INTRODUCTION: The Coronavirus Disease 2019 (COVID-19) pandemic continues to negatively affect Turkey, as it does many other areas all over the world. One effect of COVID 19 has been the significant expenditure increases in health services in post-pandemic countries. Our aim for this study was the following: determining the frequency of outpatient, inpatient, and intensive care treatment in COVID 19 cases, the factors affecting the rates of inpatient and, intensive care treatments, and examining the changes in healthcare costs according to patient characteristics. METHODS: This research is a cross-sectional record review. The universe of this study is composed of outpatients and inpatients that have been treated after being diagnosed with COVID 19 as from March 11, the date the pandemic was first seen in Turkey, to November 30, 2020. Within the scope of the study, data relating to the COVID-19 diagnosis, comorbidity, age (< 50 and 50), and gender were obtained from all primary, secondary, and tertiary healthcare institutions in the province. RESULTS: When the invoices of the inpatients who received no intensive care treatment were examined, it was found that the bills of the male patients aged 50 years and older and those with comorbidities were statistically significantly higher. In the patient groups receiving both clinical and intensive care, the mean amount of invoices of female patients and those aged 50 and older were found to be higher than male patients (p < 0.05). In addition to, In all other patient groups, it has been determined that the invoice amounts are below the patient costs, that is, the invoice amounts do not cover the patient cost. DISCUSSION AND CONCLUSION: The disease is more severe in those aged 50 and older, those with comorbidities, and it is more severe and more common in males. Consequently, bill amounts and costs of these patients were found to be higher than those of the opposing groups. As a result, the rate of men getting the COVID-19 disease is higher than women. The disease is more severe in males in hospitalized patients, in 50 age group, and in patients with comorbidities. In parallel with these, the invoice amounts and costs of these patients are higher than the opposite groups. In general, the treatment costs of the patients are higher than the invoice amounts and they carry great risks for the future in ensuring the sustainability of the service. Ensuring sustainability in healthcare services depends on the ability of healthcare institutions to obtain invoices to cover their costs. COVID-19 not only creates a big economic burden for reimbursement institutions but also brings a great economic burden for the institutions that provide the service.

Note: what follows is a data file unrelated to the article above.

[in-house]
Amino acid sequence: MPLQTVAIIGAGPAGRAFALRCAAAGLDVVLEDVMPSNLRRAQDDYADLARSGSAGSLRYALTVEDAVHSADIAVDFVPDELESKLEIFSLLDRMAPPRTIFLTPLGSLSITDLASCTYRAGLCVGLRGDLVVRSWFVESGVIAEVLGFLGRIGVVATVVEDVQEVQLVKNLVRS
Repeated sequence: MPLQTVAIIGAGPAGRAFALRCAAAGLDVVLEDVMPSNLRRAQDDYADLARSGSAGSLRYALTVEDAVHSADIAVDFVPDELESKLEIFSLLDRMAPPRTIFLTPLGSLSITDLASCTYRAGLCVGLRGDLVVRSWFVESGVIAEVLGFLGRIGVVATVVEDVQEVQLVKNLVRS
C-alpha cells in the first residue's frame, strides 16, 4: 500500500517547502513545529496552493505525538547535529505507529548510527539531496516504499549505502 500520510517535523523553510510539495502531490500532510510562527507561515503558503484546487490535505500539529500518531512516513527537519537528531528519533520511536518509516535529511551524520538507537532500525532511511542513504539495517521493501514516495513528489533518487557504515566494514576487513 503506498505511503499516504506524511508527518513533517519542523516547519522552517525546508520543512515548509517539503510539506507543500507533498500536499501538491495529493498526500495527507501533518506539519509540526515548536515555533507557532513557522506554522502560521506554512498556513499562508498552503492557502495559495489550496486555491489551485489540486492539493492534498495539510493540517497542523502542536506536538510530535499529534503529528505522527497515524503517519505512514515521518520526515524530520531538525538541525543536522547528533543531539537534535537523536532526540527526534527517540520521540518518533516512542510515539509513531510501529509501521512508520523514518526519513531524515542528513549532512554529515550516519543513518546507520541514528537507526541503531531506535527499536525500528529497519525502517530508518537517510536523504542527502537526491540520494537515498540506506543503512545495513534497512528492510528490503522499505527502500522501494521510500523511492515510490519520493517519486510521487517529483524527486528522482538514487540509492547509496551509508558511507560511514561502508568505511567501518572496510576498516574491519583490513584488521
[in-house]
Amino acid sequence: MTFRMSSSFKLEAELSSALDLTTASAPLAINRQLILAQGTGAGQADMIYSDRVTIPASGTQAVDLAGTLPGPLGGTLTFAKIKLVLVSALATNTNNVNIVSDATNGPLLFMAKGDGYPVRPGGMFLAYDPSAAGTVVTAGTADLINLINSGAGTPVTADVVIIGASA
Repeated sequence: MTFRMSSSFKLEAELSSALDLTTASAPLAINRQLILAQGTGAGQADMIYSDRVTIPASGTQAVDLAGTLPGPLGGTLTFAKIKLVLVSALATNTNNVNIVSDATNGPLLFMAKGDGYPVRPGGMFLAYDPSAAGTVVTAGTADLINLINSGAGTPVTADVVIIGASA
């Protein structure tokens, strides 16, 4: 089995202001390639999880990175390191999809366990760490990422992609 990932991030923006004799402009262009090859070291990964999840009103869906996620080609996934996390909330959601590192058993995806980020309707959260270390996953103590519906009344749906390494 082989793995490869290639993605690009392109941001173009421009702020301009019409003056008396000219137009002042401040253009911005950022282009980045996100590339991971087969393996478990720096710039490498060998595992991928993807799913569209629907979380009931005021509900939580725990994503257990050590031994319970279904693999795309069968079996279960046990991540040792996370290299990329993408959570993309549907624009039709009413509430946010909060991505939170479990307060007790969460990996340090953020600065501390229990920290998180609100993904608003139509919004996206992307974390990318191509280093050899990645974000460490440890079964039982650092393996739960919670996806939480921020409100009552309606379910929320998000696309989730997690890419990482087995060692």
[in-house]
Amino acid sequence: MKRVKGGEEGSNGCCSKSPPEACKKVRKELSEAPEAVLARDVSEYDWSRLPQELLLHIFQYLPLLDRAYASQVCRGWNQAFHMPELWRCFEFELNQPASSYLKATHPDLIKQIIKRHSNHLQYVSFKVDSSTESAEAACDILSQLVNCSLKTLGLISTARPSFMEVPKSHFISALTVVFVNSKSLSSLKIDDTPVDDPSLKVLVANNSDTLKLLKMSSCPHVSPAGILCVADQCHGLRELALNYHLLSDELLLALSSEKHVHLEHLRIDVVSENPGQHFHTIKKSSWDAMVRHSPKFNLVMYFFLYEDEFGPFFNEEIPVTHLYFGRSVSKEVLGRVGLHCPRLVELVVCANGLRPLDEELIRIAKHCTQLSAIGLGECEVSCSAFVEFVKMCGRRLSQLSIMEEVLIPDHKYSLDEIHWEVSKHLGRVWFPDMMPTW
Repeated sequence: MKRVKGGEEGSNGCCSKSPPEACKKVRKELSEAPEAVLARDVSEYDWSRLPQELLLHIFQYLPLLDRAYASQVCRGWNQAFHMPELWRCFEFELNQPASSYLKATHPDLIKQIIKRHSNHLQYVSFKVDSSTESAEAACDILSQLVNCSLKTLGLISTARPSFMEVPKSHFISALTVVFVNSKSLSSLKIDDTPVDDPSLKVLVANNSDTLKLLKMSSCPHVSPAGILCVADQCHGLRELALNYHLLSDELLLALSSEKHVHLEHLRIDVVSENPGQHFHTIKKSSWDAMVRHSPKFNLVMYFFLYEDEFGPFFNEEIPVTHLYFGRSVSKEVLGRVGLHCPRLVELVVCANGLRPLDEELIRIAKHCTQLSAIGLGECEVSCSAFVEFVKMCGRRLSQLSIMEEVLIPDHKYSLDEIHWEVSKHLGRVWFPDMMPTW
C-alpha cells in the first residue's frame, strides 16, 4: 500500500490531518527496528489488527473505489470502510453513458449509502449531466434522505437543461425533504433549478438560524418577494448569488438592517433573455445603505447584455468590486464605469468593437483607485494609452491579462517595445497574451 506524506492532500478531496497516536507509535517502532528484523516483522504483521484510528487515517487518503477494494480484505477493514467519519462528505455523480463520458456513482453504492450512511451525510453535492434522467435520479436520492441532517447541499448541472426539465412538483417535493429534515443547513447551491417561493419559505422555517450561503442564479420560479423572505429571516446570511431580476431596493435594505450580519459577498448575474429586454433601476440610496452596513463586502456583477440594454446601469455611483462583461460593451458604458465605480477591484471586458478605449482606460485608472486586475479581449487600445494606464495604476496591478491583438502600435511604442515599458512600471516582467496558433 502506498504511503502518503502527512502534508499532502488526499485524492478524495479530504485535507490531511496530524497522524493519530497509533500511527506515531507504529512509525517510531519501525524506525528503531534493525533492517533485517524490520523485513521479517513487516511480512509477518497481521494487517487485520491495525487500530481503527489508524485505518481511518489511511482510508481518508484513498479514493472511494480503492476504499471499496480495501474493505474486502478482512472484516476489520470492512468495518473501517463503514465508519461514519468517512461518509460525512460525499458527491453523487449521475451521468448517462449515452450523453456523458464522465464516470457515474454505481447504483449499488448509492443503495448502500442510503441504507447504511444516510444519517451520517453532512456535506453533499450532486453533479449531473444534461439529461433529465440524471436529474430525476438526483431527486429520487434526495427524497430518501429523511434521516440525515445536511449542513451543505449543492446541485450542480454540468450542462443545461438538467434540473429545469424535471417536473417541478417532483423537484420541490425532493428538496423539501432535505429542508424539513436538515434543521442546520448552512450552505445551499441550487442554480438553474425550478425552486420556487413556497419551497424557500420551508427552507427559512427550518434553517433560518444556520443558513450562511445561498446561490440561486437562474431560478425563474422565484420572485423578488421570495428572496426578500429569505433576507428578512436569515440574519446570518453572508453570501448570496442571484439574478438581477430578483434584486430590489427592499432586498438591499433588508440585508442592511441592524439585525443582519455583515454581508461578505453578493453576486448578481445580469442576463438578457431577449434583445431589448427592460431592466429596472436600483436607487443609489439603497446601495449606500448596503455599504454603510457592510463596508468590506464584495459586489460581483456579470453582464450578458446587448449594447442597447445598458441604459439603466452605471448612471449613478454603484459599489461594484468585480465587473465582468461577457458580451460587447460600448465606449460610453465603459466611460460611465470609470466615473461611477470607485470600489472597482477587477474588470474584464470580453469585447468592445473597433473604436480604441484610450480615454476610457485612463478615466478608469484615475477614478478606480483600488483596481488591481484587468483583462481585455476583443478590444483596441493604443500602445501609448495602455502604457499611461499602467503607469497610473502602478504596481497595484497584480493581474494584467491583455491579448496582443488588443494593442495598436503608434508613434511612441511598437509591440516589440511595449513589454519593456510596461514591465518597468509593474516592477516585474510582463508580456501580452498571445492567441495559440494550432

14.
Field Exchange Emergency Nutrition Network ENN ; 67:14-16, 2022.
Article in English | CAB Abstracts | ID: covidwho-1929281

ABSTRACT

This article describes how an ongoing nutrition-smart programming approach was employed by the African Development Bank and harnessed as part of its COVID-19 response intervention.

15.
Health care access among self-employed workers in nonmetropolitan counties 2022. 59 pp. 24 ref. ; 2022.
Article in English | CAB Abstracts | ID: covidwho-1904635

ABSTRACT